Going back onto Haas, Gene has said that he would like an American driver to be leading that team. Surely you’ve got to be thinking “that’s got to be me”? It’s either you or Conor [Daly], surely?

AR: I’ve had some very brief discussions with the Haas group, and they’ve expressed their interest, I’ve expressed my encouragement to them in the hope that they’re able to get on the grid, for sure. But as I said before, everything’s kind of around results, and at the end of day they’ll speak for themselves more than anything else. My focus has to be on GP2 with Caterham and pulling out the most we can from 2014.

So you wouldn’t mind waiting until 2016 to get an F1 drive?

AR: Well, no, I want to be in Formula 1 next year. I’ve been saying I want to be in Formula 1 next year for a long time (laughs). To be honest, I’m quite tired of waiting on the sidelines. But yes, my focus remains of being in F1 next year with whichever team affords me the opportunity.

Let’s say it doesn’t come together. Would you be happy with another year in reserve and another year in GP2? Or do you want this to be your last year in GP2?

AR: No no, absolutely not. My goal, 100%, for next year is to be in a Formula 1 seat. However, if the opportunity presented itself to do another year of GP2 with the expectation of being in F1 in 2016, then of course, I’m not going to give up until I’m in that place.

You did Le Mans last year, you’ve got that and F1. The Indy 500 is the ‘third’ big event if you will. Is that something you’ve ever though about doing?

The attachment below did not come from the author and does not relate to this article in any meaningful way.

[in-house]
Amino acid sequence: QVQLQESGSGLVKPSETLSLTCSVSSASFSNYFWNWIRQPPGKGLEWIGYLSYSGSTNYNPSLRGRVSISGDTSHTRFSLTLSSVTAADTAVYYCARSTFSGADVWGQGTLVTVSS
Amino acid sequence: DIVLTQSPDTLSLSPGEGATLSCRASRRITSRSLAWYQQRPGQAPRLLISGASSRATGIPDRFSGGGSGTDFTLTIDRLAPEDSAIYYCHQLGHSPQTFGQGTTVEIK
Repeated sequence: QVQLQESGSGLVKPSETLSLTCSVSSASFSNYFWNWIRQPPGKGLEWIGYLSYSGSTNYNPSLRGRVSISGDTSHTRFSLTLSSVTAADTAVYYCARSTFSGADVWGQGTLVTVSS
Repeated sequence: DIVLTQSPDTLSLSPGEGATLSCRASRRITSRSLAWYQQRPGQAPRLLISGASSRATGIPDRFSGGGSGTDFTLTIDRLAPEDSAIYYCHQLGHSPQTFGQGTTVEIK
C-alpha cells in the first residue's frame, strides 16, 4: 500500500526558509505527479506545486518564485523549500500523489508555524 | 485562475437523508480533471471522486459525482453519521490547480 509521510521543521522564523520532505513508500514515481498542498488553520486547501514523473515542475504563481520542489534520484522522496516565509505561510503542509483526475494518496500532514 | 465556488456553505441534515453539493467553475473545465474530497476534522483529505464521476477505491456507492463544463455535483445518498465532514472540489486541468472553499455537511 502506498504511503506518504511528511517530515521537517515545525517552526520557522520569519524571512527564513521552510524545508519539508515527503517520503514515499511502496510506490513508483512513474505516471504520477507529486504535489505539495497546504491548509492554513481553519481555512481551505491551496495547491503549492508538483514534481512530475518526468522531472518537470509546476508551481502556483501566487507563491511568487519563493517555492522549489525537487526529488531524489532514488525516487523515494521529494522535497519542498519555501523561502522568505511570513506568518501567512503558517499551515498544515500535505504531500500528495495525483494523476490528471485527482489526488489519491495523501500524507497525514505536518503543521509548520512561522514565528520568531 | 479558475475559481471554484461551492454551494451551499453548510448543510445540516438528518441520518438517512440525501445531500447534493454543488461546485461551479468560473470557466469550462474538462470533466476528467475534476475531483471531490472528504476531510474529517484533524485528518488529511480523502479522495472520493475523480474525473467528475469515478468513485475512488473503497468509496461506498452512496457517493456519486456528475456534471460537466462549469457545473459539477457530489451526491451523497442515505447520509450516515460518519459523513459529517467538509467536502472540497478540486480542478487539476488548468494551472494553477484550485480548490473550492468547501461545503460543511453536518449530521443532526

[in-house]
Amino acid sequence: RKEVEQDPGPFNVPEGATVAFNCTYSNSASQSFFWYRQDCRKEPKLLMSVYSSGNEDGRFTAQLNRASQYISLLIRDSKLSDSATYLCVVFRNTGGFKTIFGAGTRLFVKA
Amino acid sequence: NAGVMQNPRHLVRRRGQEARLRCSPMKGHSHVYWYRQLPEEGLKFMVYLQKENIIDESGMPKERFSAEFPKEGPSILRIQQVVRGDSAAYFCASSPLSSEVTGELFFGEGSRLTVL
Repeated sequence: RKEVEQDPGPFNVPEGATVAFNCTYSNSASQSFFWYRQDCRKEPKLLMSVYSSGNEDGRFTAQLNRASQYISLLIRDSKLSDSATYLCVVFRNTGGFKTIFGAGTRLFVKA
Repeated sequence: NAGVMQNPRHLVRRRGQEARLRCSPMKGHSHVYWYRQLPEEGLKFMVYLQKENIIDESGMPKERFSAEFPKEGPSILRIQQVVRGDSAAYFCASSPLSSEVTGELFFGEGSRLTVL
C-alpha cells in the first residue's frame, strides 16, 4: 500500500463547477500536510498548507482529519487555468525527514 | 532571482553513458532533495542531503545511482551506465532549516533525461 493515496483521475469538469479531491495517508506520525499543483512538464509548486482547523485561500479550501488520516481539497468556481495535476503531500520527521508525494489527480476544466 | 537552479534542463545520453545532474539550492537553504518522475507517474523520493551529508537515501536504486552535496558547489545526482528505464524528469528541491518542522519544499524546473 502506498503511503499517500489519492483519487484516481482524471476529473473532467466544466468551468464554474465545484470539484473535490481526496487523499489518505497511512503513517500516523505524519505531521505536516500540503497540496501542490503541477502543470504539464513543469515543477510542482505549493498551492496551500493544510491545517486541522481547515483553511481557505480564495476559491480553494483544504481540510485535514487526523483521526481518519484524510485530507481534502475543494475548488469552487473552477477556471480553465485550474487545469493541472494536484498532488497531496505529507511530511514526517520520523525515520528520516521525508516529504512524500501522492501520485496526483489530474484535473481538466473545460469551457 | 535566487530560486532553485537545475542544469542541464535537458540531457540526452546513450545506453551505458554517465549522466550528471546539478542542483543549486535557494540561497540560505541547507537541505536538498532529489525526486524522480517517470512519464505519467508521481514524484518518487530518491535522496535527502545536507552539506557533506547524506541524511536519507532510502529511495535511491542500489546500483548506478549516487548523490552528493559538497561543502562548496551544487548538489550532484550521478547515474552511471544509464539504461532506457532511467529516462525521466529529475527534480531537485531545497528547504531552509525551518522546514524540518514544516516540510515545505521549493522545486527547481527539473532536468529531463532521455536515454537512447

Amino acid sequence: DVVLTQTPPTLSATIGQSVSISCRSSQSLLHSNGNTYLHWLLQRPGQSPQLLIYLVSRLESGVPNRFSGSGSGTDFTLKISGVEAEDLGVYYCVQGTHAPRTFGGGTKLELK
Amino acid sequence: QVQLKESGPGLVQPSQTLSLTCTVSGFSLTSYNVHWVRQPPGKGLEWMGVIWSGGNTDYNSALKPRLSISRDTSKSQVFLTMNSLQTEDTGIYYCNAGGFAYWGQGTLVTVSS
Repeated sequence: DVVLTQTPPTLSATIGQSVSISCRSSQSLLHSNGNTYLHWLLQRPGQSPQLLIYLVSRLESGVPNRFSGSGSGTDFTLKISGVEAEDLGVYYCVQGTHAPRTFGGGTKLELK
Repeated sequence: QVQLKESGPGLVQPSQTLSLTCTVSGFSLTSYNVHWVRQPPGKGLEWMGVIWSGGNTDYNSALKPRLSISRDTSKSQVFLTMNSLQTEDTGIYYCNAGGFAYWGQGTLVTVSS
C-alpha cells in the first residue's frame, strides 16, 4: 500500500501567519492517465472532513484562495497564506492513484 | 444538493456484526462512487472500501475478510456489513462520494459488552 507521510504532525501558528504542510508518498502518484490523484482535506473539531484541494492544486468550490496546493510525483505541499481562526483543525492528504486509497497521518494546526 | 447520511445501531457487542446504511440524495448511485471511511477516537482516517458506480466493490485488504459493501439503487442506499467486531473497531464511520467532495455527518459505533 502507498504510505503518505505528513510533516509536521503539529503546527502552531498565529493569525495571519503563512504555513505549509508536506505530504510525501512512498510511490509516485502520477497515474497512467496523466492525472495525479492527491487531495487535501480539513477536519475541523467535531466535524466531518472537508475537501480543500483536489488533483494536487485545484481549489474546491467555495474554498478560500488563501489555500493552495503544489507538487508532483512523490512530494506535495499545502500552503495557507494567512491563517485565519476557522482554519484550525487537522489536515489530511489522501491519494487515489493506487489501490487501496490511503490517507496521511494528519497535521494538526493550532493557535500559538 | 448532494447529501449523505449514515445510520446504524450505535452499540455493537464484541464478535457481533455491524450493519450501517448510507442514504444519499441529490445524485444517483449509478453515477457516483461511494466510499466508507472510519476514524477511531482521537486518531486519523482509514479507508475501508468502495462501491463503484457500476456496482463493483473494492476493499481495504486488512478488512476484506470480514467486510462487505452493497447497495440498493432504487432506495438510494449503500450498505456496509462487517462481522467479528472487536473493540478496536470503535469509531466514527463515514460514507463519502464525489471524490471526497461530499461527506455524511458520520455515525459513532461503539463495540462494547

AR: I think any race car driver would be interested in doing the Indy 500, but I kind of moved to Europe when I was 16 with the intention of racing in Formula 1, so my IndyCar knowledge, contacts and potential is much less than others because I’ve put my eggs in the European basket. I think the Indy 500 one day would be amazing to do, but it’s not something I’ve kind of put on my to-do list in the next five years or so.

With FP1 this weekend, is it just a case of getting to know the car and trying to do as well as you can?

AR: My primary is objective is to drive the 2014 car, I haven’t done that yet, and then, I’ll be honest with you, beyond that, I want to show the team and Formula 1 community what I’m capable of. I think every race car driver will tell you that at the forefront of his mind is lap times, performance, results and everything, and while the main objective has to be to complete the run programme for the team, to do everything that they ask, there is a part of me that also wants to put in the best representation possible.

What are your thoughts on the Circuit Gilles Villeneuve as an actual racing circuit?

AR: I love this track, it’s one of these tracks that rewards risks if you will, it’s one of the classic tracks in that sense. There’s not a lot of run-off so you need to be precise with what you do, and at the end of the day, if you’re a quick driver, it’ll show around here.